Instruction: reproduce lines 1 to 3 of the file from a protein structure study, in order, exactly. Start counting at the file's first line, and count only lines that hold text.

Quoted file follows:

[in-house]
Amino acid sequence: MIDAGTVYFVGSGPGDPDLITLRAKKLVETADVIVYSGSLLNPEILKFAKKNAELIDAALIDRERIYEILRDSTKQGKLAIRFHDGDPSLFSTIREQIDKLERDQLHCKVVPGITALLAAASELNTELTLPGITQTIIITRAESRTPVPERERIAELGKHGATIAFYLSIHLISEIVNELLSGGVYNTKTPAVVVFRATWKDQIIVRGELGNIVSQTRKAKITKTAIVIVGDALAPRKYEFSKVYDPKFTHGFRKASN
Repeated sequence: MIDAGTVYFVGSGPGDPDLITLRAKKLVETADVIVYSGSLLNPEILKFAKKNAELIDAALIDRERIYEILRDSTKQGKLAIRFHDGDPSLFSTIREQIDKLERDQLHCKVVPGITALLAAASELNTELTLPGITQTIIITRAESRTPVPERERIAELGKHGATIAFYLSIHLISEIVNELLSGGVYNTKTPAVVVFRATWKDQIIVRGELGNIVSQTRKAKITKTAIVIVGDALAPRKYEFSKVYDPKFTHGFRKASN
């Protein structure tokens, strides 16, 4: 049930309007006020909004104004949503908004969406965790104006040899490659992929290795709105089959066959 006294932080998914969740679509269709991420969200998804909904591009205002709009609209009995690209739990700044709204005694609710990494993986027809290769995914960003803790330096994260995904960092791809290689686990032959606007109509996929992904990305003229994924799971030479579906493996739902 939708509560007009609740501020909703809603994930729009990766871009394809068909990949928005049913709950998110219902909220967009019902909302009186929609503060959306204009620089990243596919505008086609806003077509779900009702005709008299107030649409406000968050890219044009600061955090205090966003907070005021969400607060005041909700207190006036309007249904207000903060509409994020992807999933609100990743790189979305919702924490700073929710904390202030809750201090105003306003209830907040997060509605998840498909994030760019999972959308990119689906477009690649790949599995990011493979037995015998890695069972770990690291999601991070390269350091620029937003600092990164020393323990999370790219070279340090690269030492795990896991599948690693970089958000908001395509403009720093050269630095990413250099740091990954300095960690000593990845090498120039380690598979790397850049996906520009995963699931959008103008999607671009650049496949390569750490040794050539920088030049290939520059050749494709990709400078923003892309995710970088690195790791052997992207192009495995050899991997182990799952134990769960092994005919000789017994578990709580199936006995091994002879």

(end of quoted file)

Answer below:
[in-house]
Amino acid sequence: MIDAGTVYFVGSGPGDPDLITLRAKKLVETADVIVYSGSLLNPEILKFAKKNAELIDAALIDRERIYEILRDSTKQGKLAIRFHDGDPSLFSTIREQIDKLERDQLHCKVVPGITALLAAASELNTELTLPGITQTIIITRAESRTPVPERERIAELGKHGATIAFYLSIHLISEIVNELLSGGVYNTKTPAVVVFRATWKDQIIVRGELGNIVSQTRKAKITKTAIVIVGDALAPRKYEFSKVYDPKFTHGFRKASN
Repeated sequence: MIDAGTVYFVGSGPGDPDLITLRAKKLVETADVIVYSGSLLNPEILKFAKKNAELIDAALIDRERIYEILRDSTKQGKLAIRFHDGDPSLFSTIREQIDKLERDQLHCKVVPGITALLAAASELNTELTLPGITQTIIITRAESRTPVPERERIAELGKHGATIAFYLSIHLISEIVNELLSGGVYNTKTPAVVVFRATWKDQIIVRGELGNIVSQTRKAKITKTAIVIVGDALAPRKYEFSKVYDPKFTHGFRKASN